The link of Brazilian wind-power generation to El Niño and La Niña events

by Katharina Gruber (Doctoral Researcher in reFUEL)

Within the reFUEL project, one aim is to bio-physically simulate electric and solar fuel production. For this purpose, we use climate timeseries for simulation. While they are readily available in reanalysis datasets, bias-correction is often necessary to make them applicable to the specific regional context. In this master thesis, I have developed a bias-correction approach for the case of Brazil and applied the resulting dataset to a practically relevant research question: in recent years, wind power generation in Brazil has experienced a significant boom – as a result of increasing electricity demand, and as it can very well balance seasonal and inter-annual variability from hydropower generation, the biggest source of electricity in Brazil. Being able to better predict power generation from wind power plants on a seasonal level allows for an improved operation of large hydropower reservoirs.

We therefore assessed, if El Niño and La Niña events can be used as indicators for future wind power generation. For that purpose, very long timeseries of windpower generation are necessary – however, they are not available as the first wind power plants were built in Brazil starting in 2006. Long timeseries of several decades therefore have to be simulated from climate data. We use wind speed data provided by the NASA, the MERRA-2 Reanalysis data, for this purpose. Reanalysis data are consistent climate timeseries derived from satellite and earth observation data and are available globally. While the data are consistent, local bias may remain in the datasets as a result of coarse spatial resolution of the underlying models. We therefore apply two types of bias correction to improve the modelling results.

In the first correction step, wind speeds are corrected with the help of measured wind speeds from several meteorological stations throughout Brazil. In the second step, wind power generation time series from the national grid operator of Brazil are used to correct wind power. As power generation data are available for the states, wind power correction is performed on that level of spatial disaggregation. For the simulation of wind power and subsequent wind speed bias correction, different methods are tested and the method with highest fit to historical generation is selected for comparison to time series of El Niño and La Niña events.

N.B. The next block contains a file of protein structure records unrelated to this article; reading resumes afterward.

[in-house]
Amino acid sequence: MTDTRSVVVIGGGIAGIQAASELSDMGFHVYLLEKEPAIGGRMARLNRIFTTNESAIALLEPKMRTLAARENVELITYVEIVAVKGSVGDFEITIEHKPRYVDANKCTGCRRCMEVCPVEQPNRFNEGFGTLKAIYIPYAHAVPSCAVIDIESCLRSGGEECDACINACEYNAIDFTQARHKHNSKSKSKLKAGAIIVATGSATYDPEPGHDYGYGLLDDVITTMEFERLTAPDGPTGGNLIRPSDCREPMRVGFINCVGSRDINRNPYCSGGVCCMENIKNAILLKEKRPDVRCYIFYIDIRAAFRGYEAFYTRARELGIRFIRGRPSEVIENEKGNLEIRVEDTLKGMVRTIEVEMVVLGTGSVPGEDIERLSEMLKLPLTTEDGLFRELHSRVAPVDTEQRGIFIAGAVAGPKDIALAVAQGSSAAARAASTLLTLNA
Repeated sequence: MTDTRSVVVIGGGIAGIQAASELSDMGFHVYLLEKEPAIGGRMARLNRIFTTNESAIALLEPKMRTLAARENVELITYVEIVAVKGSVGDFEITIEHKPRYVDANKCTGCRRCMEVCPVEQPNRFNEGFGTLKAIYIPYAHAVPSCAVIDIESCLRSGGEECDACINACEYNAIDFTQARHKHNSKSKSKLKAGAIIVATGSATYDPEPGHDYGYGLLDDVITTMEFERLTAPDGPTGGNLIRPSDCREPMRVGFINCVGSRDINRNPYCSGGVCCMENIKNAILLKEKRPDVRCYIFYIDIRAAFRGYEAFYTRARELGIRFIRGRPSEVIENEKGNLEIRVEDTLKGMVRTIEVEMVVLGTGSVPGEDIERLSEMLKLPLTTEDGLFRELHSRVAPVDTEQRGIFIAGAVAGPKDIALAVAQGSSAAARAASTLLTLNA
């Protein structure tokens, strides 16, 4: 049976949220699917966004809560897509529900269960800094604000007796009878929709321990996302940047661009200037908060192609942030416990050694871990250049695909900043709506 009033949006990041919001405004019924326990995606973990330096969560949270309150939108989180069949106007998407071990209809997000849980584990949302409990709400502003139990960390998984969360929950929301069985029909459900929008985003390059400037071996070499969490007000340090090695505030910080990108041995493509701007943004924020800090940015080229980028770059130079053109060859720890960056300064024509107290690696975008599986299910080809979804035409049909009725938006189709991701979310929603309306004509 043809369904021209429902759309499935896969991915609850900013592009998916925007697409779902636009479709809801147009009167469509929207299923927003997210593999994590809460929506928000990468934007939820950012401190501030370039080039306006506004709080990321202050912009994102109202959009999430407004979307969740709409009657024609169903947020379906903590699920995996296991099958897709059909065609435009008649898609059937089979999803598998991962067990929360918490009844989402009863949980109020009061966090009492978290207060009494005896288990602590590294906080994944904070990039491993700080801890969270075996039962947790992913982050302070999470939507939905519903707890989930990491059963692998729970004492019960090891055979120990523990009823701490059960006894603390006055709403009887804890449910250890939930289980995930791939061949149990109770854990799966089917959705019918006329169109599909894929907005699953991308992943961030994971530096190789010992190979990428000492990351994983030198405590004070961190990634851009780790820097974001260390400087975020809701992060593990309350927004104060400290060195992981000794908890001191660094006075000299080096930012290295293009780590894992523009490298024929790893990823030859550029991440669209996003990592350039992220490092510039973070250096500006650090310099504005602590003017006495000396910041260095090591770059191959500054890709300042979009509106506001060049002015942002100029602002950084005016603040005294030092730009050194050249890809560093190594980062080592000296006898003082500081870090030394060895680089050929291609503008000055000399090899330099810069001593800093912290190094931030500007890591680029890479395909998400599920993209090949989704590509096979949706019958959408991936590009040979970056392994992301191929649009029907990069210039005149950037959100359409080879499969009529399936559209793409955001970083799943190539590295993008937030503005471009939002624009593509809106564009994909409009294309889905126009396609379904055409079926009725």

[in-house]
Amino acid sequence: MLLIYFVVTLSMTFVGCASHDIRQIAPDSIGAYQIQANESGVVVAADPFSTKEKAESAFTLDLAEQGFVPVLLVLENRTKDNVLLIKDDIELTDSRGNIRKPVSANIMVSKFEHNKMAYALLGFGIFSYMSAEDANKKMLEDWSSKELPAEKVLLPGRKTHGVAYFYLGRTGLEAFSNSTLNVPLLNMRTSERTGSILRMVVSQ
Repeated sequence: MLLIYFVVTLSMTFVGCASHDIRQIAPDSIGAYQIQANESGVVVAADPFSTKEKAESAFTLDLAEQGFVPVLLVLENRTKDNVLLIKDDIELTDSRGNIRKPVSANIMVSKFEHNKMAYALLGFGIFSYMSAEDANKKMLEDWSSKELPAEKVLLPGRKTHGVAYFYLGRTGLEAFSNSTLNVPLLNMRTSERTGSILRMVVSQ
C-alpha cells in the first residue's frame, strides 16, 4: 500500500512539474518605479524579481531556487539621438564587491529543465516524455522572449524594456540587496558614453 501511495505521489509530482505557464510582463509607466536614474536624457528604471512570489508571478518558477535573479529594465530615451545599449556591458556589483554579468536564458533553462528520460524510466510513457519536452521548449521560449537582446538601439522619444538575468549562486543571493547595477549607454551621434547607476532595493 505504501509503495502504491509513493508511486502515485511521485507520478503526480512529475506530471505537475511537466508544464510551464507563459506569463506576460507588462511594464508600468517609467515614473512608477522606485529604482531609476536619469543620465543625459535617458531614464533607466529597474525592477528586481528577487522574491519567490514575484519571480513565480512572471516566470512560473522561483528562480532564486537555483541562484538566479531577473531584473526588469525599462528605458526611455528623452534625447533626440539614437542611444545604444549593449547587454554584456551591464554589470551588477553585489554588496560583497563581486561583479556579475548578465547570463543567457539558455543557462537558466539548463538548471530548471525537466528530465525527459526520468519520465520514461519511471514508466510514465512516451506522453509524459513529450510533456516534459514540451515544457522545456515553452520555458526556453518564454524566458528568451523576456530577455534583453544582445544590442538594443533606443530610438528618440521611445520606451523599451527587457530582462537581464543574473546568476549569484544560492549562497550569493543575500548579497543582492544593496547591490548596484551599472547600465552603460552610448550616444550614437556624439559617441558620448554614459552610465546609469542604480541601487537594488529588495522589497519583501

Results show that especially wind power correction has a positive effect on the quality of the simulation. The impact of wind speed correction is lower, but still affects results in a positive way, in particular in the North-East of Brazil. The analysis of correlations with El Niño and La Niña indices does not show clear results. In some regions an event has impacts on wind power generation after one to three months, in others after five to eight. The influence of El Niño is in general higher than that of La Niña or if both events are combined. In some regions a positive impact is observed: if a strong El Niño or La Niña event occurs, wind speeds are higher and thus wind power generation too. In other regions, however, the impact is negative.

The thesis, code, and data can be downloaded here.

Comparison of observed and simulated monthly wind power generation in Brazil for the method which is evaluated the best before and after wind power correction (own depiction)

Johannes Schmidt